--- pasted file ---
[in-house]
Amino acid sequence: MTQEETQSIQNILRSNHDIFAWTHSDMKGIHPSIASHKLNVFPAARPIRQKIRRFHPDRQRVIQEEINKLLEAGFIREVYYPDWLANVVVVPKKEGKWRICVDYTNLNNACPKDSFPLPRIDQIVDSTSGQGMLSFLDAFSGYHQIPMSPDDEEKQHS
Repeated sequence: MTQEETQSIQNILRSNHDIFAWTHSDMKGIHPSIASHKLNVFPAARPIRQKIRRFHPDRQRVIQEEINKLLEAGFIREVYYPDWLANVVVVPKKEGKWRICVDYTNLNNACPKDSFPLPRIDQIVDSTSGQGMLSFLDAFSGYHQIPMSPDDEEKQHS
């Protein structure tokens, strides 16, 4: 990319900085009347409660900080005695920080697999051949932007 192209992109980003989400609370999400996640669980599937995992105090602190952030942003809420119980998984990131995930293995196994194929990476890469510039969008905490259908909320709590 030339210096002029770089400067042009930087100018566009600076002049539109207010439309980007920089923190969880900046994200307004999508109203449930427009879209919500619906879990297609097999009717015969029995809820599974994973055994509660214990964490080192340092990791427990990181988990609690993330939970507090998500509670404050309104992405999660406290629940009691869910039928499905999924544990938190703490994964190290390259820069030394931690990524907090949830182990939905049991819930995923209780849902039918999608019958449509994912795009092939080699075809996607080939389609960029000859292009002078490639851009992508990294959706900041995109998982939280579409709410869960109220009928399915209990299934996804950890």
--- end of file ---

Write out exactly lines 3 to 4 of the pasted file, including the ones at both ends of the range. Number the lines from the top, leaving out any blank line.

Repeated sequence: MTQEETQSIQNILRSNHDIFAWTHSDMKGIHPSIASHKLNVFPAARPIRQKIRRFHPDRQRVIQEEINKLLEAGFIREVYYPDWLANVVVVPKKEGKWRICVDYTNLNNACPKDSFPLPRIDQIVDSTSGQGMLSFLDAFSGYHQIPMSPDDEEKQHS
């Protein structure tokens, strides 16, 4: 990319900085009347409660900080005695920080697999051949932007 192209992109980003989400609370999400996640669980599937995992105090602190952030942003809420119980998984990131995930293995196994194929990476890469510039969008905490259908909320709590 030339210096002029770089400067042009930087100018566009600076002049539109207010439309980007920089923190969880900046994200307004999508109203449930427009879209919500619906879990297609097999009717015969029995809820599974994973055994509660214990964490080192340092990791427990990181988990609690993330939970507090998500509670404050309104992405999660406290629940009691869910039928499905999924544990938190703490994964190290390259820069030394931690990524907090949830182990939905049991819930995923209780849902039918999608019958449509994912795009092939080699075809996607080939389609960029000859292009002078490639851009992508990294959706900041995109998982939280579409709410869960109220009928399915209990299934996804950890």